how does biological safety cabinet work?

How does a class 2 Biological Safety Cabinet (BSC) work?

Today, most microbiology laboratories use a class II Biological Safety Cabinet (BSC). But how many microbiologists really know how this tool works?

Understanding the operating principle of a BSC allows for better comprehension and thus avoiding handling errors that could lead to contamination.

By the end of this article, the BSC will have no more secrets for you!




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What is the role of a class 2 BSC?

functional principle of a class 2 BSC (BioSafety Cabinet) used in a microbiology laboratory
Operating principle of a type II BSC

The class 2 biological safety cabinet (there are 3 types) has 2 objectives. It is designed to protect:

  • The laboratory environment and the handler from contamination coming from the sample.
  • The sample from contamination coming from the handler and the environment.

Composition of a class II BSC

different part that compose the biological safety cabinet (BSC) used in microbiology labs. plenum, hepa filter.
Composition of a class 2 Biological Safety Cabinet (photo credit Kaptitude)

Regardless of the brand and model, the essential components of a BSC are always the same. But there still needs to be agreement on the names of these components… To help you, here is the glossary of the Biological Safety Cabinet:

  • The air barrier: This is an immaterial element that is created by drawing air from the laboratory towards the underside of the BSC’s work surface. This air barrier is actually an air curtain that protects the handler from contamination.
  • The air return grilles: These grilles are located around the work surface (in front and on the sides). They allow the recovery of descending and incoming air.
  • The plenum: Normally, you never see this… except when changing the filters. The plenum is located in the upper part of the BSC. It is a hermetic chamber that stores “contaminated” air.
  • The motor: Also called blower or fan. It creates the air barrier (by suction) and pushes the contaminated air through the 2 filters (extraction and blowing). It is what allows for a constant laminar flow inside the BSC. Depending on the model, there may be 1 or 2 motors.
  • The exhaust filter: This is the filter through which air is expelled into the laboratory (or outside the building). It prevents contaminating the lab environment by keeping contaminants inside the plenum. There are several types of filters (HEPA, ULPA).
  • The plenum filter: This is the filter through which air is injected into the BSC’s workspace. It protects the sample from contamination.

Operating principle of a class 2 BSC

this picture explain how a biological Safety Cabinet works
Type 2 BSC operating principle (photo credit: Kaptitude)

Even though a biological safety cabinet may seem complicated, its operating principle is actually quite simple.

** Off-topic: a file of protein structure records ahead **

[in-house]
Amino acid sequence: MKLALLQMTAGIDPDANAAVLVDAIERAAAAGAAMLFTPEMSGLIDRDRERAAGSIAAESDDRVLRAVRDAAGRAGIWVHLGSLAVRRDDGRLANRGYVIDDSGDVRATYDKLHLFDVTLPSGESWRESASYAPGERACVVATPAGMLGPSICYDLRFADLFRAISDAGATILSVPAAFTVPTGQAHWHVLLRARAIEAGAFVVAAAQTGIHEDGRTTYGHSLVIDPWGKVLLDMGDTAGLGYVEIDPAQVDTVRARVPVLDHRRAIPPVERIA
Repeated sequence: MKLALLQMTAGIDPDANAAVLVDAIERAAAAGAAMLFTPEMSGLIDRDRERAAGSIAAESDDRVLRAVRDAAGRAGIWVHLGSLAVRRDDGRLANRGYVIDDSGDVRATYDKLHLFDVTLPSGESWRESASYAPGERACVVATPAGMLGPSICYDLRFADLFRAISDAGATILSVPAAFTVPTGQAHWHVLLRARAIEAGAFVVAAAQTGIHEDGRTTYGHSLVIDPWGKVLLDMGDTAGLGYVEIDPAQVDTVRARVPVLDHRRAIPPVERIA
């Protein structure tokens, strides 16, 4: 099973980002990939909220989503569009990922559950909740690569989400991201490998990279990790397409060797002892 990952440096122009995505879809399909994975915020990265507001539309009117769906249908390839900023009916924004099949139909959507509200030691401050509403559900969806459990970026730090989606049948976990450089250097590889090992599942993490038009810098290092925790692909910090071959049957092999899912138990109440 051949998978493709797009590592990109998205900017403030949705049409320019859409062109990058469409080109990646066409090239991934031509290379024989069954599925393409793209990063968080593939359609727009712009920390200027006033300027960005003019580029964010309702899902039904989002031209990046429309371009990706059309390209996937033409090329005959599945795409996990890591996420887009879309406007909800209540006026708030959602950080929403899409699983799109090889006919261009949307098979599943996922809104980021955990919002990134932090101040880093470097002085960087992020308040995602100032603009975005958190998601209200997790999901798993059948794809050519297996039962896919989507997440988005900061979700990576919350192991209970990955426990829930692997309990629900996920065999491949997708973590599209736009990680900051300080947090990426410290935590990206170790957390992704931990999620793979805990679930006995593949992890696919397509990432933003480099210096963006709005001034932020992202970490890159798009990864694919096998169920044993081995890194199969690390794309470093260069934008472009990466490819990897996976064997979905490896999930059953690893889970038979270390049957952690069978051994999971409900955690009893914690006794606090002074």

To protect the microbiologist, the BSC continuously draws in 30% of air at the level of the air barrier. This “contaminated” air, passing under the work surface (without coming into contact with the sample), is joined by the air from the laminar flow and then they both move into the plenum.

In the plenum:

  • 30% of the air is expelled into the laboratory. This air passes through a filter that sterilizes it, thus protecting the environment. This air is expelled towards the laboratory’s ceiling, so it is important to have a bit of height, 20-30cm, otherwise the flow is disrupted, and the BSC goes into alarm.
  • 70% of the remaining air passes through the blowing filter to be reinjected into the workspace as a sterile laminar flow… and the cycle repeats!

Filters used in a BSC

Inside a biological safety cabinet, there are 2 filters: the plenum filter and the exhaust filter.

There are various types of filters, with more or less significant “porosity,” such as HEPA (High Efficiency Particulate Air) or ULPA (Ultra Low Penetration Air) filters.

HEPA filter for BSC (Biological Safety Cabinet)
HEPA filter used in a type 2 BSC

These filters are air filtration technologies designed to filter particles larger than 0.3 microns. For reference, a bacteria measures between 0.5 to 3 microns.

Summary of HEPA and ULPA Filter Difference (according to US IEST)

A vast majority of BSCs found in our laboratories are equipped with HEPA H14 filters. Generally, the ULPA filter is an option.

How often should BSC filters be replaced?

That’s the million-dollar question… the answer is “It depends”!

The frequency of changing the filters depends on how dirty they get. The more particles there are suspended in your lab air or in your samples, the more the filters will clog and eventually become blocked. That’s when the BSC goes into alarm.

To give you a general idea, in microbiology laboratories, BSC filters are typically replaced every 4 to 7 years (it’s a pretty large range).

However, a dirty filter can impact the functioning of the BSC. To maintain a constant laminar flow, the motor may need to blow harder, which means the BSC will make more noise and wear out faster.

Conclusion about BSC operation

Now that we know how a BSC works, we understand that if we want to protect the sample, the environment, and the microbiologist, we need to:

  • Disturb the air barrier as little as possible.
  • Not obstruct the air return grilles.
  • Clean thoroughly everything that enters the BSC.
  • Keep the lab clean to avoid sending too much dust into the air barrier (which can clog the filter).

And you, how often do you replace your filters?

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